Of course, a lot has changed in all that time. Plant, for example, only arrived at the O2 Arena less than a half hour before the group went on stage at 9 p.m. Jimmy Page already was in the house before that, fretting about the show and how he would perform.
The corridor in front of the group’s dressing room was the only place "absolutely no one" with backstage passes was allowed to go before the show began. They were obviously nervous.
There was no reason to be. If you were a Led Zeppelin fan when they last performed together 30 years ago, nothing has changed. But to paraphrase the song they chose for a final encore, it’s been a long, lonely time since they rock and rolled. After blowing on stage like a thunderstorm with a trio of hits — "Good Times Bad Times," "Ramble On" and "Black Dog" — the group stumbled.
A strange song selection combined with iffy audio dynamics didn’t help. "In My Time of Dying" and "Your Life" were a little obscure and too long for a crowd packed frighteningly like sardines onto the floor of an arena. To use the vernacular, it was a buzz kill.
The audience — which had gone wild singing the "ah-hah" refrain in Black Dog — drifted. Plant finally really spoke to the audience at that point: "Thank you for the thousands and thousands of emotions we’ve been going through for Ahmet." He added: "And to bring Jason in."
The reference was to Jason Bonham, who joined Plant, Page and John Paul Jones in place of his late father, John, on drums. Bonham the younger is a muscular, hard-hitting and enthusiastic drummer who gave the group a renewed zest for life.
His father would have been proud to see his bald son (funny since the remaining Zeps have heads of hair only Sweeney Todd could love) reinvigorate some of the hoariest music rock 'n' roll has ever seen.
Some things did not work so well. "Stairway to Heaven," the group’s famous seven-minute-plus reverie and radio staple, should have been the finale. Instead, it sort of popped up in the middle of the set and had a pedestrian quality. The sound quality was distorted, and the grander moments of this soap opera were lost. It was a disappointment.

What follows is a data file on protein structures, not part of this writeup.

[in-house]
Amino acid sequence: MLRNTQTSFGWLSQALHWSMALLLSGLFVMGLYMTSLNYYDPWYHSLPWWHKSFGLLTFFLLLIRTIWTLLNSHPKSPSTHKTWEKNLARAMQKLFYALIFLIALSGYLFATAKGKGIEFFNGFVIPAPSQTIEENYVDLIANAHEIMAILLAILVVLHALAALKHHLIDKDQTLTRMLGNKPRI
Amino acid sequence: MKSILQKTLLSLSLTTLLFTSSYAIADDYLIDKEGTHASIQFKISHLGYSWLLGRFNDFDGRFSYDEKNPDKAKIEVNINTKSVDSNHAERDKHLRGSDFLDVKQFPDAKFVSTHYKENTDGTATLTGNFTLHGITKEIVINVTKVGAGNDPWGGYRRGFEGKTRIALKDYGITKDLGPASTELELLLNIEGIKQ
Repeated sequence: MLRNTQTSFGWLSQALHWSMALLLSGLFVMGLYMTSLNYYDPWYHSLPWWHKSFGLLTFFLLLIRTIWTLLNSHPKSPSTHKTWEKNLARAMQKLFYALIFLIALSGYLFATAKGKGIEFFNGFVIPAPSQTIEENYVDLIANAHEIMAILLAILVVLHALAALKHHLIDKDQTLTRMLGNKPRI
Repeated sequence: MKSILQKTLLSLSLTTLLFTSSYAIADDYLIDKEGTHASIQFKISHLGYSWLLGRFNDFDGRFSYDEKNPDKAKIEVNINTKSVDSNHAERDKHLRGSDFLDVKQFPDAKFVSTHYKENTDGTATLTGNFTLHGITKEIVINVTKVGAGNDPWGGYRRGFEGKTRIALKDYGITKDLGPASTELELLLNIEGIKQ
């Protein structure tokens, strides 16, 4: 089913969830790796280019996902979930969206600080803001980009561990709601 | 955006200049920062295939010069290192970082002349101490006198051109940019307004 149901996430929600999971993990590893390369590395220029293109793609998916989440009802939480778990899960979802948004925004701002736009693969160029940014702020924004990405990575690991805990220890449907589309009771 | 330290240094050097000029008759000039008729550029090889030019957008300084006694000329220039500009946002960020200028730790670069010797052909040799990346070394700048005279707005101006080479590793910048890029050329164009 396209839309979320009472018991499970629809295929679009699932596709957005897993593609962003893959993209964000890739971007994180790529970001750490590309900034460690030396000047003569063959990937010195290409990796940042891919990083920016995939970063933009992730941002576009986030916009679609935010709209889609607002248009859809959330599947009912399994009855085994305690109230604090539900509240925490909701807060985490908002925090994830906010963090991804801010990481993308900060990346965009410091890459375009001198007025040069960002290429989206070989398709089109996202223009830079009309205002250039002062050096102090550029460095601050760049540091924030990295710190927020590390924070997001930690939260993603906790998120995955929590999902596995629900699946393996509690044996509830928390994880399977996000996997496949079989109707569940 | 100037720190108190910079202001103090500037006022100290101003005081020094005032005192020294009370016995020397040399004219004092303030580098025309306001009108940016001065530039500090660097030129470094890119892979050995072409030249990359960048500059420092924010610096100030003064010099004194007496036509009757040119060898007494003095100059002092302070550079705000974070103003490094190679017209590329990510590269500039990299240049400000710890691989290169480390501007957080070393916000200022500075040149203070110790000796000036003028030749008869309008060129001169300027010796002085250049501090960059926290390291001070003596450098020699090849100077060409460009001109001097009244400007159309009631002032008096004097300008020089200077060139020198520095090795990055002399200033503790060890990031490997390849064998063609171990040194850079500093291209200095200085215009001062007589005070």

On the other hand, "Kashmir," which has Middle Eastern tones and a shuddering drum line, was remarkable. When Plant twice hit beautiful high shimmering notes, the video operator was wise to show Page smiling from ear to ear. It was as if his partner had just made Olympic history.
"There are people from 50 different countries here," Plant announced before the song began, "and this is one of them."
Maybe because it was a one-off show and the group was nervous, there was little humor. The connection to the audience was more corporate than personal, a stark contrast to the later soul show when Moore, King and Sledge showed where Ertegun’s real heart belonged.
Still, you could see in Led Zeppelin’s dynamic English blues a connection to the world from where Ertegun (and Jerry Wexler) came. And when it was time to sing "Trampled Under Foot," Plant not only cited Robert Johnson but cracked wise.
"We were in a church in Mississippi in 1932," he said, smiling for the first time.
The show was a success, financially and emotionally. There’s no doubt about it either: Seeing how many hundreds of millions The Police have raked in this year, Led Zeppelin no doubt will make one last incredibly lucrative tour.
It may have been a coincidence, but in the audience was Gary Arnold, the senior entertainment officer of Best Buy, the huge American electronics chain. It was Best Buy and Arnold who underwrote the Police tour and saw hugely positive results. My guess is he’s gonna have a whole lotta love for Zeppelin when they’re ready to tour, as well.